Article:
This article is part two of a three-part series on electric locks. The first part can be found here.
Since the data in electronic locks isn’t stored in the lock itself but on the card that the guest carries, it allows for tracking of guests and hotel staff, said Robert Attaway, director of engineering for the Westin Buckhead in Atlanta.
“Electronic locks provide more than just security — they also provide information on who is going where,” he said.
Westin Buckhead uses radio frequency identification padlocks to control certain secure portions of the building, such as its roof hatch. With Salto Systems’ electronic keys, the hotel can restrict which employees have access to those protected areas and can track who has been there in case there is a problem.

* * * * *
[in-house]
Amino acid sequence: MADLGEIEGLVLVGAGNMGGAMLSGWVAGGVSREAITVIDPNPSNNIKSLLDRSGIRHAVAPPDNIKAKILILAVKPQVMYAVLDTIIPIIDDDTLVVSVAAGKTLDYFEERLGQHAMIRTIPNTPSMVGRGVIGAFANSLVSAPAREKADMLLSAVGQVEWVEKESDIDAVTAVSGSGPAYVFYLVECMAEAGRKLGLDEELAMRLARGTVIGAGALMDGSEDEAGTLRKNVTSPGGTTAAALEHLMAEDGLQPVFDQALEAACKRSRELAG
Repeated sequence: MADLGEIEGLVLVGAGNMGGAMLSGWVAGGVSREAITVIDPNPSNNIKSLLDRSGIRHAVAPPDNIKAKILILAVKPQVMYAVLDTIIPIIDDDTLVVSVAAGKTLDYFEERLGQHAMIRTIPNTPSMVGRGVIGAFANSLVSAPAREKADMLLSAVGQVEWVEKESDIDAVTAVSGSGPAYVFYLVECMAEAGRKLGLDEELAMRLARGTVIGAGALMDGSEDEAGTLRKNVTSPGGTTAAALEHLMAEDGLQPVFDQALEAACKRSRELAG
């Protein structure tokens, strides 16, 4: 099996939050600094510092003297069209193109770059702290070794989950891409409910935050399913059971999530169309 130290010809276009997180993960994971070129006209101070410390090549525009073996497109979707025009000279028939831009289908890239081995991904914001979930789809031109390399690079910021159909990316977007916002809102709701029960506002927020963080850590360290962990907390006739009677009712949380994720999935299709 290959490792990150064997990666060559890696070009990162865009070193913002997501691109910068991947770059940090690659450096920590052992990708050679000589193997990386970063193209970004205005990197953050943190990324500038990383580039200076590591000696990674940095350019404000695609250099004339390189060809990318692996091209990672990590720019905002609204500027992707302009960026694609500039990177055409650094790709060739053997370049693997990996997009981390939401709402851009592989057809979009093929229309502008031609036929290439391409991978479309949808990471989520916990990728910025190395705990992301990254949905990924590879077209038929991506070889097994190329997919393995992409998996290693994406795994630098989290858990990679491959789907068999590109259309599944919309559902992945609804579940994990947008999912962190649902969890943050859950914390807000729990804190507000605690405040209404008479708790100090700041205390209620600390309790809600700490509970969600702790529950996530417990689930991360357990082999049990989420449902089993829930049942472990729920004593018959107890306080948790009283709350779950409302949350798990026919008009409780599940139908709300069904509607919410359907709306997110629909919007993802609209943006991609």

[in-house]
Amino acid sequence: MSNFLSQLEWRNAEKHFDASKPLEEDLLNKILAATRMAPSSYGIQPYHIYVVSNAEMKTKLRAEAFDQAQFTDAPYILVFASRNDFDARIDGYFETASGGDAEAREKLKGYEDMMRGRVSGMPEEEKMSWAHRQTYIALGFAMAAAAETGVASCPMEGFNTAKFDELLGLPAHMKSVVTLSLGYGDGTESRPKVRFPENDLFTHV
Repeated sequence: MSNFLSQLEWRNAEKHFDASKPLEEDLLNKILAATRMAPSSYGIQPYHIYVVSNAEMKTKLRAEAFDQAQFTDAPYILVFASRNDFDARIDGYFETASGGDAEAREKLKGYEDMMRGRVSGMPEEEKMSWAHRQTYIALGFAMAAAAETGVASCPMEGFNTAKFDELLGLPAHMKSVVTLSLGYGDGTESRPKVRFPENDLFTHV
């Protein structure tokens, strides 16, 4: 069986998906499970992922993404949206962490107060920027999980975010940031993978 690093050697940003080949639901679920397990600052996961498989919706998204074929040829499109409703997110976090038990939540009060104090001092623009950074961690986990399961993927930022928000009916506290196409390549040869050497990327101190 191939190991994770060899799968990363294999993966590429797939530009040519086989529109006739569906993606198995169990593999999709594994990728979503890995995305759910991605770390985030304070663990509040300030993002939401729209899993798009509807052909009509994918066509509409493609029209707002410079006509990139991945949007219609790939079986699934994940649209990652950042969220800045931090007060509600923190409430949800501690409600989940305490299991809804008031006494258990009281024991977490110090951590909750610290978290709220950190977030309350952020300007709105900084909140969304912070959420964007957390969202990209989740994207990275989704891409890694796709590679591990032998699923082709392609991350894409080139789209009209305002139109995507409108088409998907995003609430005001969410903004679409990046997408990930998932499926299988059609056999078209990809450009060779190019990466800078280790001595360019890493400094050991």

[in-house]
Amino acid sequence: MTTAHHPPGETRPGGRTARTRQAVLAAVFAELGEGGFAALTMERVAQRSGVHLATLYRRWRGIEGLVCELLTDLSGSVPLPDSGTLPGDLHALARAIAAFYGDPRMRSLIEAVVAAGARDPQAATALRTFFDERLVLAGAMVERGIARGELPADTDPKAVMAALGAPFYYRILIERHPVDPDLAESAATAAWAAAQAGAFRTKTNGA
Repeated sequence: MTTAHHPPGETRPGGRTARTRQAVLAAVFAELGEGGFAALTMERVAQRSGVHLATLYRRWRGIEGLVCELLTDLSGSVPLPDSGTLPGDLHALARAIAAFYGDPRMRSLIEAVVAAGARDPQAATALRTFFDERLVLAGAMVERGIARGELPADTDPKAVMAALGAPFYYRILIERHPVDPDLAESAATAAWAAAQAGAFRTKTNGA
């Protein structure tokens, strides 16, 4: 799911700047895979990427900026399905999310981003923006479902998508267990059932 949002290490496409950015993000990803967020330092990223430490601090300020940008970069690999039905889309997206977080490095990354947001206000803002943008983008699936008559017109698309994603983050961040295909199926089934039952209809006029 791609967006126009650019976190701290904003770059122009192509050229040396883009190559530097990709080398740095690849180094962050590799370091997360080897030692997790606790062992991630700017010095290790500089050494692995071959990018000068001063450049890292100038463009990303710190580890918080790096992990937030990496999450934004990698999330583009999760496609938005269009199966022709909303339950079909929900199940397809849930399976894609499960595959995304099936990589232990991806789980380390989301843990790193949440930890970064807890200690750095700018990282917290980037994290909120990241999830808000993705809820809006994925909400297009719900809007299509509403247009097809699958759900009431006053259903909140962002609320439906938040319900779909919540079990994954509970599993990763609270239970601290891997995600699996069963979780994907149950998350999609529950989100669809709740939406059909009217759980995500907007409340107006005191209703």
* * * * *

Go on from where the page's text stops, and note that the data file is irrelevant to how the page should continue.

Ralph Andujar, director of property operations for the Hilton Fort Lauderdale (Fla.) Beach Resort and Conrad Fort Lauderdale Beach, said that not only do electronic locks allow for great guest satisfaction, but also for greater employee benefit as well. “It allows for great control of team members’ keys as they can be scheduled to work only on their shift,” he said. “Employees don’t need to sign in and out when their shift begins or ends.”
Data can be used to track when a guest enters or exits a door, helping to inform housekeeping of whether or not a room is still occupied. Data can also be used to monitor lock batteries, allowing hotel staff to replace them before they fail, Andujar said. “We can fix electronic in-house,” he said. “They are simple to take apart to repair if needed.”